Kikugawa Eizan, "Shoki, the Demon Queller"
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The deity Shoki is a common subject found throughout Japanese woodblock prints from the Edo-period. Tradition holds that Shoki wards off evil spirits and bad luck, thus it was common to find woodblock prints, paintings, and sculptures of Shoki adorning entrances at homes. This hashira-e (pillar print) by Kikugawa Eizan is a wonderful depiction of the deity stroking his long beard and holding his sword.
Hashira-e formatted woodblock prints were popular in the early Edo-period. Hung as scrolls or even pasted on pillars found in Japanese homes, woodblock prints in this format are scare today. The print is lightly backed with remnants of the old scroll mounting on borders. There is a light crease and the prints are joined at the center, but otherwise the impression and color are excellent for a print of this vintage. The framed presentation in the example shown is meant to mimic display as scroll.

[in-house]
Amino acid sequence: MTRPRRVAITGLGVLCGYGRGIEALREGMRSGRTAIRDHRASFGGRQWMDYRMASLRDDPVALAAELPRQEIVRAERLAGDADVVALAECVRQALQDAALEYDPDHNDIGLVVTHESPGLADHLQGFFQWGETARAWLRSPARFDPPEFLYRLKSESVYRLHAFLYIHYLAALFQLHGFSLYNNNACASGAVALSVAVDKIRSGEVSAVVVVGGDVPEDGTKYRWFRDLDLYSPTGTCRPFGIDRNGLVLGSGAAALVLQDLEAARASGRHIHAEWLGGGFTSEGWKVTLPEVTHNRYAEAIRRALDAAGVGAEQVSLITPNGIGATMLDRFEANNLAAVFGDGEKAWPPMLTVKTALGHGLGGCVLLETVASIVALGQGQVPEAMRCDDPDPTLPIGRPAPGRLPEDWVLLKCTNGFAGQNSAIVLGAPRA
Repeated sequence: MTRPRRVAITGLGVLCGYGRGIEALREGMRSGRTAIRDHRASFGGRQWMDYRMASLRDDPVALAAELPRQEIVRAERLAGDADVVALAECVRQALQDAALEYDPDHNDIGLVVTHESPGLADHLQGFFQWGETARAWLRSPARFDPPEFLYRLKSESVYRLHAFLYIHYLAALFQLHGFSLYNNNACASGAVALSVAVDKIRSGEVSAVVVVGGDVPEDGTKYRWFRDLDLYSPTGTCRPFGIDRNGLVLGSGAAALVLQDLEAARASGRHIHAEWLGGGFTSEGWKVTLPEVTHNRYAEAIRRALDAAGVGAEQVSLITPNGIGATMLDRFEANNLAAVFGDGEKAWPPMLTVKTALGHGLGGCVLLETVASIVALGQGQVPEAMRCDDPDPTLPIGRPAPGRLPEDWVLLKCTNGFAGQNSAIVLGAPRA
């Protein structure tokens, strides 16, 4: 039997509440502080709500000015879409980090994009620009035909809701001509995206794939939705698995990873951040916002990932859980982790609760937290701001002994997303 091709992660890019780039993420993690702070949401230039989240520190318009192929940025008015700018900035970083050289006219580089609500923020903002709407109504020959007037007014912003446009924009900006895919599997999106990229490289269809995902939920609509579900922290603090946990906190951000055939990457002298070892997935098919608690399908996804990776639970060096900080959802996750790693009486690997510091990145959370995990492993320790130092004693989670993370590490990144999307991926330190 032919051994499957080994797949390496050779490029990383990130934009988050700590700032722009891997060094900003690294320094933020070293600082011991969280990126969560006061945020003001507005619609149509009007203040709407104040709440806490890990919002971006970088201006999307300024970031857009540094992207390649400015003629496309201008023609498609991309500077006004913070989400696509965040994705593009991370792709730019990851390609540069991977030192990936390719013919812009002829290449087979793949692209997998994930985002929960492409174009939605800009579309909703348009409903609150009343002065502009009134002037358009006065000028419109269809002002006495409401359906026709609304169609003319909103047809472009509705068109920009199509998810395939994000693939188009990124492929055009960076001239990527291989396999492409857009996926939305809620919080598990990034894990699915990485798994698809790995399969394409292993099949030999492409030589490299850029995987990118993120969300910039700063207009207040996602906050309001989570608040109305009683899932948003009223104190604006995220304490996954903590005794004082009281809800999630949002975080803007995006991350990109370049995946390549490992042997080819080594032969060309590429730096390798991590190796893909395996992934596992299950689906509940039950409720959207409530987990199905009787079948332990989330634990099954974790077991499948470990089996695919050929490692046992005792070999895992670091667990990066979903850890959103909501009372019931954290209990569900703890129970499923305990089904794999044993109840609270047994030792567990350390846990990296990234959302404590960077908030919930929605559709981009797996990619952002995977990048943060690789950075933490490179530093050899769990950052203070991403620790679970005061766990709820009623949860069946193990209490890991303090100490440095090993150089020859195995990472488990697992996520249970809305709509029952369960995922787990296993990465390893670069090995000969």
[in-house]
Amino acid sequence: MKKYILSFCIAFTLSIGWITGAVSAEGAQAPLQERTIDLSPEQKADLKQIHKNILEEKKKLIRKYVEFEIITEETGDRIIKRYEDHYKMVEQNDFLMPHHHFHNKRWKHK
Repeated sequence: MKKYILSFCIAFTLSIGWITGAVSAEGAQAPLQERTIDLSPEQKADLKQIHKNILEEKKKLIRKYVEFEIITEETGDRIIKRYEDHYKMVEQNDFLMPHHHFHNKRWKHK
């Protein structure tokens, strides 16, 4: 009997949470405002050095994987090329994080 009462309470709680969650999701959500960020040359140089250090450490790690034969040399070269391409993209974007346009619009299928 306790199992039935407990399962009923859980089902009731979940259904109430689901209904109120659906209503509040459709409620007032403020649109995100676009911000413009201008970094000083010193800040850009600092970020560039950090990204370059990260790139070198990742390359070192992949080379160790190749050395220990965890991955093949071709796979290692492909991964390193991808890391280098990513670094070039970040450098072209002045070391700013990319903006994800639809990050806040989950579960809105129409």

Title: Shoki, the Demon Queller
Date: c. 1815
Format: Hashira-e (pillar print; approx. 4” x 24”)
Condition: Light backing, scroll remnants on border, light center crease, otherwise excellent color and condition
Shown with Classic Wood, Walnut Frame (8.5” x 40”)
Kikukawa Eizan (1787-1867) was greatly influenced by the master printmaker Utamaro, and many of Eizan’s designs reflect this inspiration. Eizan is believed to have stopped making woodblock prints in the late 1820’s, but not before cementing his legacy today as one of the great ukiyo-e period artists.